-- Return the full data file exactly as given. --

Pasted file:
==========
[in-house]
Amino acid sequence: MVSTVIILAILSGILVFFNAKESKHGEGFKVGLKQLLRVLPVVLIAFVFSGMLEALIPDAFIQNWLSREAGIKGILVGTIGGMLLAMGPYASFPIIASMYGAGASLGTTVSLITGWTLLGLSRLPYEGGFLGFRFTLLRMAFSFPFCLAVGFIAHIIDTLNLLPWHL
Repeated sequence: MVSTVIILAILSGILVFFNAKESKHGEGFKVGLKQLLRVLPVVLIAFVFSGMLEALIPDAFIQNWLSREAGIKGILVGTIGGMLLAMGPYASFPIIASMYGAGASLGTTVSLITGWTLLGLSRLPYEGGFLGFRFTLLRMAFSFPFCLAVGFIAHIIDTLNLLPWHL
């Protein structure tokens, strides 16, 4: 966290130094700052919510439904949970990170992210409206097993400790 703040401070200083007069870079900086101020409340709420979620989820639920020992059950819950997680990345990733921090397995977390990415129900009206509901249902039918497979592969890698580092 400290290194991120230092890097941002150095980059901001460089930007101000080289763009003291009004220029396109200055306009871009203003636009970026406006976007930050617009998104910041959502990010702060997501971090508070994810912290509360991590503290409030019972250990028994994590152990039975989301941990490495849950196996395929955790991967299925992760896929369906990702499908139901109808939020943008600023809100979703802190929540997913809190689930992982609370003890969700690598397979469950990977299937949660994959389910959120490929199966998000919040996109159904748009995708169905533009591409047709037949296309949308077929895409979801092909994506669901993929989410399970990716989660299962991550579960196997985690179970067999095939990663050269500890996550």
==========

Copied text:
[in-house]
Amino acid sequence: MVSTVIILAILSGILVFFNAKESKHGEGFKVGLKQLLRVLPVVLIAFVFSGMLEALIPDAFIQNWLSREAGIKGILVGTIGGMLLAMGPYASFPIIASMYGAGASLGTTVSLITGWTLLGLSRLPYEGGFLGFRFTLLRMAFSFPFCLAVGFIAHIIDTLNLLPWHL
Repeated sequence: MVSTVIILAILSGILVFFNAKESKHGEGFKVGLKQLLRVLPVVLIAFVFSGMLEALIPDAFIQNWLSREAGIKGILVGTIGGMLLAMGPYASFPIIASMYGAGASLGTTVSLITGWTLLGLSRLPYEGGFLGFRFTLLRMAFSFPFCLAVGFIAHIIDTLNLLPWHL
């Protein structure tokens, strides 16, 4: 966290130094700052919510439904949970990170992210409206097993400790 703040401070200083007069870079900086101020409340709420979620989820639920020992059950819950997680990345990733921090397995977390990415129900009206509901249902039918497979592969890698580092 400290290194991120230092890097941002150095980059901001460089930007101000080289763009003291009004220029396109200055306009871009203003636009970026406006976007930050617009998104910041959502990010702060997501971090508070994810912290509360991590503290409030019972250990028994994590152990039975989301941990490495849950196996395929955790991967299925992760896929369906990702499908139901109808939020943008600023809100979703802190929540997913809190689930992982609370003890969700690598397979469950990977299937949660994959389910959120490929199966998000919040996109159904748009995708169905533009591409047709037949296309949308077929895409979801092909994506669901993929989410399970990716989660299962991550579960196997985690179970067999095939990663050269500890996550």